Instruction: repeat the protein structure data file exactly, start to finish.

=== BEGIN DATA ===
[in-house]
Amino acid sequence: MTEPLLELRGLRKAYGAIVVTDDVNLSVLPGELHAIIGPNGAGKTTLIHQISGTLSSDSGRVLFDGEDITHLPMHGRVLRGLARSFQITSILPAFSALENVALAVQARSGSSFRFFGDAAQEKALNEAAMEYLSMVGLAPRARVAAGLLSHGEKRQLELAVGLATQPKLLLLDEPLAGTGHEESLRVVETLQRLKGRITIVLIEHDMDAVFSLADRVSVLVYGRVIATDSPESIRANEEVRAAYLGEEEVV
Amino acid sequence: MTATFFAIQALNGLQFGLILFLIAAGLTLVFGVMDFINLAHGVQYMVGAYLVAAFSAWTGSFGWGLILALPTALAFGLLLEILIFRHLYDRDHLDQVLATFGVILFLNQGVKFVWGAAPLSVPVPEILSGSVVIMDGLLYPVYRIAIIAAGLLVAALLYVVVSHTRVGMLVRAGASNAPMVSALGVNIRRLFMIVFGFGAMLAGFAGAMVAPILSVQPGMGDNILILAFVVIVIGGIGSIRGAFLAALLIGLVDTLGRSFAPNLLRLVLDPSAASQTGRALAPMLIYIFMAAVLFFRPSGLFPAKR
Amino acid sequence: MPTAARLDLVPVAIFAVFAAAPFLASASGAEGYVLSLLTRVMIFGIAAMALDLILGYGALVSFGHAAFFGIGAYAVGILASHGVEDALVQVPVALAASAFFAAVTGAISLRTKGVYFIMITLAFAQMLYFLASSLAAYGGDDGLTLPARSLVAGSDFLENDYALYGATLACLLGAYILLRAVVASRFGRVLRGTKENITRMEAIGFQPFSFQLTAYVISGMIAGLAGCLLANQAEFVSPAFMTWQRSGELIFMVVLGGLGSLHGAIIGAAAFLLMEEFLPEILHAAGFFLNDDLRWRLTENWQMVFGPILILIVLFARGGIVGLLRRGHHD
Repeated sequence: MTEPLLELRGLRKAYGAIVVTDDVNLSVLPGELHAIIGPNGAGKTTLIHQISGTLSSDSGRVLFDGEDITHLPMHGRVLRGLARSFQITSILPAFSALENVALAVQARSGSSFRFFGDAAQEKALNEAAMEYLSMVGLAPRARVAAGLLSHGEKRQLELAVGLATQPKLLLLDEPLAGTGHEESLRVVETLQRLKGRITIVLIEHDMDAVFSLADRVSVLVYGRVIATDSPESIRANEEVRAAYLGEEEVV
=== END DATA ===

[in-house]
Amino acid sequence: MTEPLLELRGLRKAYGAIVVTDDVNLSVLPGELHAIIGPNGAGKTTLIHQISGTLSSDSGRVLFDGEDITHLPMHGRVLRGLARSFQITSILPAFSALENVALAVQARSGSSFRFFGDAAQEKALNEAAMEYLSMVGLAPRARVAAGLLSHGEKRQLELAVGLATQPKLLLLDEPLAGTGHEESLRVVETLQRLKGRITIVLIEHDMDAVFSLADRVSVLVYGRVIATDSPESIRANEEVRAAYLGEEEVV
Amino acid sequence: MTATFFAIQALNGLQFGLILFLIAAGLTLVFGVMDFINLAHGVQYMVGAYLVAAFSAWTGSFGWGLILALPTALAFGLLLEILIFRHLYDRDHLDQVLATFGVILFLNQGVKFVWGAAPLSVPVPEILSGSVVIMDGLLYPVYRIAIIAAGLLVAALLYVVVSHTRVGMLVRAGASNAPMVSALGVNIRRLFMIVFGFGAMLAGFAGAMVAPILSVQPGMGDNILILAFVVIVIGGIGSIRGAFLAALLIGLVDTLGRSFAPNLLRLVLDPSAASQTGRALAPMLIYIFMAAVLFFRPSGLFPAKR
Amino acid sequence: MPTAARLDLVPVAIFAVFAAAPFLASASGAEGYVLSLLTRVMIFGIAAMALDLILGYGALVSFGHAAFFGIGAYAVGILASHGVEDALVQVPVALAASAFFAAVTGAISLRTKGVYFIMITLAFAQMLYFLASSLAAYGGDDGLTLPARSLVAGSDFLENDYALYGATLACLLGAYILLRAVVASRFGRVLRGTKENITRMEAIGFQPFSFQLTAYVISGMIAGLAGCLLANQAEFVSPAFMTWQRSGELIFMVVLGGLGSLHGAIIGAAAFLLMEEFLPEILHAAGFFLNDDLRWRLTENWQMVFGPILILIVLFARGGIVGLLRRGHHD
Repeated sequence: MTEPLLELRGLRKAYGAIVVTDDVNLSVLPGELHAIIGPNGAGKTTLIHQISGTLSSDSGRVLFDGEDITHLPMHGRVLRGLARSFQITSILPAFSALENVALAVQARSGSSFRFFGDAAQEKALNEAAMEYLSMVGLAPRARVAAGLLSHGEKRQLELAVGLATQPKLLLLDEPLAGTGHEESLRVVETLQRLKGRITIVLIEHDMDAVFSLADRVSVLVYGRVIATDSPESIRANEEVRAAYLGEEEVV